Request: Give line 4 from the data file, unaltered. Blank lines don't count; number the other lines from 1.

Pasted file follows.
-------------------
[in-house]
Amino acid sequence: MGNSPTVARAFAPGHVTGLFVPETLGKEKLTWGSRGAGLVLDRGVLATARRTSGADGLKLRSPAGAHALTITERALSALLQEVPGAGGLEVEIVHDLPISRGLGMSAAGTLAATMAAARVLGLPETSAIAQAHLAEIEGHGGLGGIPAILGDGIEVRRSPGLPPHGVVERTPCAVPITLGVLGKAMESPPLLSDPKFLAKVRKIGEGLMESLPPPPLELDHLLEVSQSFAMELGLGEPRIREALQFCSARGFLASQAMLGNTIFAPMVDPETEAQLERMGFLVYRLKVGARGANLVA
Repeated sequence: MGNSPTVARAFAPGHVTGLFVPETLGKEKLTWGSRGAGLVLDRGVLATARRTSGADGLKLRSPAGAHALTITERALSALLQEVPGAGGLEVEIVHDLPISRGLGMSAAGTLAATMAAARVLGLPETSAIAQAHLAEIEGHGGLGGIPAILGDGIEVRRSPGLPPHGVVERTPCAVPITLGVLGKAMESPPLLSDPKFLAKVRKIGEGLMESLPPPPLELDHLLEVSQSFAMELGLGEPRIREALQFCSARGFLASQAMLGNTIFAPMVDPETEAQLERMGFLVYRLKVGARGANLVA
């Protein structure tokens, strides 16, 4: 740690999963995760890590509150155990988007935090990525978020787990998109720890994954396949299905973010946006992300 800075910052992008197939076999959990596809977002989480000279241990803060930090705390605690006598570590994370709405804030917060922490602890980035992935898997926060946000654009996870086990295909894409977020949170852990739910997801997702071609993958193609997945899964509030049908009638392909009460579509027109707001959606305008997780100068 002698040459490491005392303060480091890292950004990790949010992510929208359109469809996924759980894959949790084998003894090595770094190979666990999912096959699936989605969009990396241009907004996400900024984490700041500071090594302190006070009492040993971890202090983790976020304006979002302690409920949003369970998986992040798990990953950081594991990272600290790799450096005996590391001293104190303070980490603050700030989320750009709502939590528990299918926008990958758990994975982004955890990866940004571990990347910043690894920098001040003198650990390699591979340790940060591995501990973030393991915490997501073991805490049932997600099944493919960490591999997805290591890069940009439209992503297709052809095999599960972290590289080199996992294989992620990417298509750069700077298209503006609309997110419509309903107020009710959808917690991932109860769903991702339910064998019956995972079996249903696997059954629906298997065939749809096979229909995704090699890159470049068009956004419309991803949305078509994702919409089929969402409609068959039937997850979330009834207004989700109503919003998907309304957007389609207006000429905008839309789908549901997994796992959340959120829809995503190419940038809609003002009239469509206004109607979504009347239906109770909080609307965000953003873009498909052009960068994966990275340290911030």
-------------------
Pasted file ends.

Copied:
């Protein structure tokens, strides 16, 4: 740690999963995760890590509150155990988007935090990525978020787990998109720890994954396949299905973010946006992300 800075910052992008197939076999959990596809977002989480000279241990803060930090705390605690006598570590994370709405804030917060922490602890980035992935898997926060946000654009996870086990295909894409977020949170852990739910997801997702071609993958193609997945899964509030049908009638392909009460579509027109707001959606305008997780100068 002698040459490491005392303060480091890292950004990790949010992510929208359109469809996924759980894959949790084998003894090595770094190979666990999912096959699936989605969009990396241009907004996400900024984490700041500071090594302190006070009492040993971890202090983790976020304006979002302690409920949003369970998986992040798990990953950081594991990272600290790799450096005996590391001293104190303070980490603050700030989320750009709502939590528990299918926008990958758990994975982004955890990866940004571990990347910043690894920098001040003198650990390699591979340790940060591995501990973030393991915490997501073991805490049932997600099944493919960490591999997805290591890069940009439209992503297709052809095999599960972290590289080199996992294989992620990417298509750069700077298209503006609309997110419509309903107020009710959808917690991932109860769903991702339910064998019956995972079996249903696997059954629906298997065939749809096979229909995704090699890159470049068009956004419309991803949305078509994702919409089929969402409609068959039937997850979330009834207004989700109503919003998907309304957007389609207006000429905008839309789908549901997994796992959340959120829809995503190419940038809609003002009239469509206004109607979504009347239906109770909080609307965000953003873009498909052009960068994966990275340290911030």